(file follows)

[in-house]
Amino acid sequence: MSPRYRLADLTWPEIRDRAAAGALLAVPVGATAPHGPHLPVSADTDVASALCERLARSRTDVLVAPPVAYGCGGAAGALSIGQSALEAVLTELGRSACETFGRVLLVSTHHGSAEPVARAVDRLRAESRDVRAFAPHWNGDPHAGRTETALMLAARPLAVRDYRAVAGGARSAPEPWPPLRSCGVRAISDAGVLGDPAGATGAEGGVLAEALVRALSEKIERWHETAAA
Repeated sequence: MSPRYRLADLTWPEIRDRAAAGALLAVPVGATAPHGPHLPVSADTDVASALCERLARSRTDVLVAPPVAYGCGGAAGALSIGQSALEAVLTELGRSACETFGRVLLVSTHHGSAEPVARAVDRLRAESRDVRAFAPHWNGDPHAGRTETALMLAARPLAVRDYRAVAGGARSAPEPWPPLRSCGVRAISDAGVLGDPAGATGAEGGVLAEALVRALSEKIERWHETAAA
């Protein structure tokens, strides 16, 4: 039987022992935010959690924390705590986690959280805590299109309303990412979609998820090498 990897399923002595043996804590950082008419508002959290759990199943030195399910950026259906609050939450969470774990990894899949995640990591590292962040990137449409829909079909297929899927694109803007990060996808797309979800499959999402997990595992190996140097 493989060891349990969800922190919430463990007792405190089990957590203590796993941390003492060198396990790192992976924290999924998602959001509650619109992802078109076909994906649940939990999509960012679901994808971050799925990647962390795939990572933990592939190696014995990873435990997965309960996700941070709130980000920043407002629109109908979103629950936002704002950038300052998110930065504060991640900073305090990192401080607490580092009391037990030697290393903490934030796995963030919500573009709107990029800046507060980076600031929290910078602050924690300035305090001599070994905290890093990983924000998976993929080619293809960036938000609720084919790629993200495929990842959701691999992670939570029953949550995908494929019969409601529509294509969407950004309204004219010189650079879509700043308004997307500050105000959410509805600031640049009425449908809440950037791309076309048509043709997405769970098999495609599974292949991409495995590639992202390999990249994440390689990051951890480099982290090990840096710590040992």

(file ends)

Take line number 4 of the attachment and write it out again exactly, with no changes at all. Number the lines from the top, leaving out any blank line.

């Protein structure tokens, strides 16, 4: 039987022992935010959690924390705590986690959280805590299109309303990412979609998820090498 990897399923002595043996804590950082008419508002959290759990199943030195399910950026259906609050939450969470774990990894899949995640990591590292962040990137449409829909079909297929899927694109803007990060996808797309979800499959999402997990595992190996140097 493989060891349990969800922190919430463990007792405190089990957590203590796993941390003492060198396990790192992976924290999924998602959001509650619109992802078109076909994906649940939990999509960012679901994808971050799925990647962390795939990572933990592939190696014995990873435990997965309960996700941070709130980000920043407002629109109908979103629950936002704002950038300052998110930065504060991640900073305090990192401080607490580092009391037990030697290393903490934030796995963030919500573009709107990029800046507060980076600031929290910078602050924690300035305090001599070994905290890093990983924000998976993929080619293809960036938000609720084919790629993200495929990842959701691999992670939570029953949550995908494929019969409601529509294509969407950004309204004219010189650079879509700043308004997307500050105000959410509805600031640049009425449908809440950037791309076309048509043709997405769970098999495609599974292949991409495995590639992202390999990249994440390689990051951890480099982290090990840096710590040992």